& Whitebread, 2012). It can be argued that collaborative learning can engage students in a

different way to that of a teacher, as students as they are regarded as equals and members of

their own community (Shibley Jr & Zimmaro, 2002). When students share their perspectives

during collaborative learning, they are able to understand the perspective or another person,

therefore becoming engaged in the conversation and topic (Jarvela & Jarneoja, 2011). It is

only when students actively collaborate in learning that a teacher can adapt content to

continue engage students in that particular way (Blasco-Arcas, 2012). Engagement is

important for improved performance as students who have higher levels of involvement

allow them to prepare better for class and pay more attention (Blasco-Arcas, 2012). When

students become engage, support systems become available in understanding the content

(Rogat & Linnenbtink-Garcia, 2011). Collaborative learning also proved to create more

caring and supportive relationships amongst peers, as well as higher achievements and

greater productivity (Laal & Ghodsi, 2012) therefore creating a more inclusive environment.

Engagement was also seen to improve when ICT was involved (Grau & Whitebread,

2012). As new technologies are incorporated in education, such as interactive whiteboard,

computers and clickers (Blasco-Arcas et al, 2012), students and teachers are able to utilize

them as a learning tool (Cen et al, 2016). When technology is used in collaborative learning,

information can be quickly assessed, shared, and completed at a quicker pace, therefore

improving performance (Cen et al, 2016). Cen et al (2016) conducted a study using

technology while engaging in collaborative learning which allowed for students to

collaborate in online tasks, allowing every participant to see others input, as each student had

different coloured font. Students were shown to be more motivated, engaged and results

therefore improved (Cen et al, 2016). When a student is familiar with ICT, students have
been shown to engage more in the task, as their visual and sensory learning style is being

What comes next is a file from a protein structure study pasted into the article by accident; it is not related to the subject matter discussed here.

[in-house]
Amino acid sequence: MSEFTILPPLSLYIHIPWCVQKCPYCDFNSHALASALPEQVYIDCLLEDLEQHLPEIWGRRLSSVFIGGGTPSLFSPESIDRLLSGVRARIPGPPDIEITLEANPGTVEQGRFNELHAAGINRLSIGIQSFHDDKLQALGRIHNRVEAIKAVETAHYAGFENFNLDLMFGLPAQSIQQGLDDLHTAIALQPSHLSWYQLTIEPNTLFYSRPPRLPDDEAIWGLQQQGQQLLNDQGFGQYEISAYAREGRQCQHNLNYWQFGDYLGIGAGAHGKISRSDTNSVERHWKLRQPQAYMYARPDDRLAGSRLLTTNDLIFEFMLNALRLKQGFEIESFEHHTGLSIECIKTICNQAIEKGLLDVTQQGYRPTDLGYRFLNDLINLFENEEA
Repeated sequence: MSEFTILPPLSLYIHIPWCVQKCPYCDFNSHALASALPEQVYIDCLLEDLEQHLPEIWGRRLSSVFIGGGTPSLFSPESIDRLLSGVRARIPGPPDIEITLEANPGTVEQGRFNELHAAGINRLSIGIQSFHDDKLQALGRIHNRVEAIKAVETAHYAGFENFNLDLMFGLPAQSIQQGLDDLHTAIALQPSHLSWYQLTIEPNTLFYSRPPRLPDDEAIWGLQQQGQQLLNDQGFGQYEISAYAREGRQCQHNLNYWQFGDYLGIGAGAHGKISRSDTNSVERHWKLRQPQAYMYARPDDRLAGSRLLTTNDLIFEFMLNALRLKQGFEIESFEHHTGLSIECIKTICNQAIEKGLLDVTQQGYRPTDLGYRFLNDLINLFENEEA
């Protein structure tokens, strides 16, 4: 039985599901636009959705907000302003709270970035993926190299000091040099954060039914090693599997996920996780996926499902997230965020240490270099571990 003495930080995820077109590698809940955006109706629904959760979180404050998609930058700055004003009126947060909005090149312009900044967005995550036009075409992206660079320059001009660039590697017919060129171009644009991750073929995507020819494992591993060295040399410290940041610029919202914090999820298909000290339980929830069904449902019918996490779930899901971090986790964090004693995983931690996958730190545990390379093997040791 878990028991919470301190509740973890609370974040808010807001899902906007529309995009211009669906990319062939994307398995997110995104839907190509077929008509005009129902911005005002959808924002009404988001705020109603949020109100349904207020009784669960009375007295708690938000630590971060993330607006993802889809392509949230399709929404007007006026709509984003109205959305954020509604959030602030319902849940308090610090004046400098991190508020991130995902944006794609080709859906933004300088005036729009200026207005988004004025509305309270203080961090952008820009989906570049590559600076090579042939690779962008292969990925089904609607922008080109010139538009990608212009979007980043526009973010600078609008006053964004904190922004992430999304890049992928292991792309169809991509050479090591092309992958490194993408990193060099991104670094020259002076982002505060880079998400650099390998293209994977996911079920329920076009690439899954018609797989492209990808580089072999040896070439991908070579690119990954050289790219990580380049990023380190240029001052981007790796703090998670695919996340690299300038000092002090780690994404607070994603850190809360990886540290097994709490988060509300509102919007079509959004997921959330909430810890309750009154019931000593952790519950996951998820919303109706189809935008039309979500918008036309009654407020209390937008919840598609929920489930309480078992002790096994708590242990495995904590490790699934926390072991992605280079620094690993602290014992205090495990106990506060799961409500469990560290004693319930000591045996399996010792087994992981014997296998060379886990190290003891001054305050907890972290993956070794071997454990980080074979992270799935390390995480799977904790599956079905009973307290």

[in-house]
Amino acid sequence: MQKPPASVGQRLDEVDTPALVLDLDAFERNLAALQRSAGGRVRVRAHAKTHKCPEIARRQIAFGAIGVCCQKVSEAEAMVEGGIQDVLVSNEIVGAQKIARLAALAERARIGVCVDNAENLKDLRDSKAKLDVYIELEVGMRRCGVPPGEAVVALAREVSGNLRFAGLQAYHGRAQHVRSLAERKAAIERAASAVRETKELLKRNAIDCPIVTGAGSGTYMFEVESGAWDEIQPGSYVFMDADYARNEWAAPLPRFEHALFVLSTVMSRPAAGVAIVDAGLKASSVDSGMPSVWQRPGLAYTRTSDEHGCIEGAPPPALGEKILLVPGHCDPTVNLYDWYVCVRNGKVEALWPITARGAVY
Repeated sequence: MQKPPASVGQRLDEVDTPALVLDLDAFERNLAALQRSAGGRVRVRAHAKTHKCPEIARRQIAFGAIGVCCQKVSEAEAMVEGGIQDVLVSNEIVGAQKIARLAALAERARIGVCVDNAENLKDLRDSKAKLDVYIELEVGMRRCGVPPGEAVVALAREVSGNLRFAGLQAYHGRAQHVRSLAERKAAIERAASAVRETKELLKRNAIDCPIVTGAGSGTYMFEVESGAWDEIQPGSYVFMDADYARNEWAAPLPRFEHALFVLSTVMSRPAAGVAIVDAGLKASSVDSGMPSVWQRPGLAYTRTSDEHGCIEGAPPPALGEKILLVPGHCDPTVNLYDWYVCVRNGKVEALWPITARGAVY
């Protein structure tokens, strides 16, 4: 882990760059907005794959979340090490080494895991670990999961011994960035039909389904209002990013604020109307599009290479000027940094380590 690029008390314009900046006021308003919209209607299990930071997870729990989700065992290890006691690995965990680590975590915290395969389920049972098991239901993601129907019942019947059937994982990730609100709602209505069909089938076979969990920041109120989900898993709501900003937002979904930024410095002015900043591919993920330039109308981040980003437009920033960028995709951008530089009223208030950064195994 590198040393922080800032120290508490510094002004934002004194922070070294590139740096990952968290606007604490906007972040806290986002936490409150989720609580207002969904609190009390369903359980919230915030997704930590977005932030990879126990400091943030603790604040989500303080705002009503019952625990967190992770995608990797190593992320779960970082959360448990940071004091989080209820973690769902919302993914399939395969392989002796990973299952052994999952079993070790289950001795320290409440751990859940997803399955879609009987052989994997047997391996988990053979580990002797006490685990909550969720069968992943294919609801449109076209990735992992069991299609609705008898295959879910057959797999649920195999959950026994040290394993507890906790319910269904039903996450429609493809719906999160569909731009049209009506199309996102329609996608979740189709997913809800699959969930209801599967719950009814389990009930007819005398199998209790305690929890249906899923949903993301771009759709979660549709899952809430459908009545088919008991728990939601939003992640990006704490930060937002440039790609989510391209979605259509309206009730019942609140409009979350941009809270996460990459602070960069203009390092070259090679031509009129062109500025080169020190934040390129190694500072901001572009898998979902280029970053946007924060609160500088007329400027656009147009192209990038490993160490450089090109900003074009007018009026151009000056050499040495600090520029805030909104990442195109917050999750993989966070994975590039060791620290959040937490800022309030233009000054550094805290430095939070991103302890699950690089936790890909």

used (Blasco-Arcas, 2012).

Overall, the literature shows that collaborative learning can improve students results

when used a method of education. By students being an active agent in their learning,

students are more engaged and motivated to complete the tasks set before them. When

students complete tasks and are engaged, their results improved. Critical thinking can be one

outcome of collaborative learning which is an aim most teachers aim to achieve when

creating lessons, so by including collaborative learning to the classroom may achieve that.

Self-regulation can also occur when participating in collaborative learning as each student is

responsible for the learning of themselves and others. Self-regulation is also needed when

engagement and motivation are needed. As every student is responsible for the learning of

themselves and others, support between group members can occur, creating caring and

supportive environments. Communication is also improved as students feel comfortable

talking to peers they see as equals, as opposed to teachers. Collaborative learning has also

been seen as an effective tool when used with ICT as skilled users learn quicker, engage

better and allow for the completion of tasks more effectively.

Part B: Data Collection Protocol - Survey

1. My understanding of the topic improved when I participated in a group.

I understand the topic completely

I understand more, but still need more time to fully understand

I did not improve my understanding at all

2. I was more supported by all my peers in my group (of 4) when I was in a group

than doing individual work

I was supported by all my peers in the group

I was supported by 1-2 peers in my group

I was not supported at all by my group

3. I was more engaged when I was in a group than I was by myself

I paid attention and answered 3-5+ questions

I paid some attention and answered 2-1 questions

I did not pay attention and answered 1-0 questions

4. When I was in the group, the work was spread evenly

The work was split fairly everyone got even responsibility

The work was split unfairly 1-2 members were given more work

The work was split unfairly 1-2 member were given less work

5. I was more in control of my learning and the learning of my peers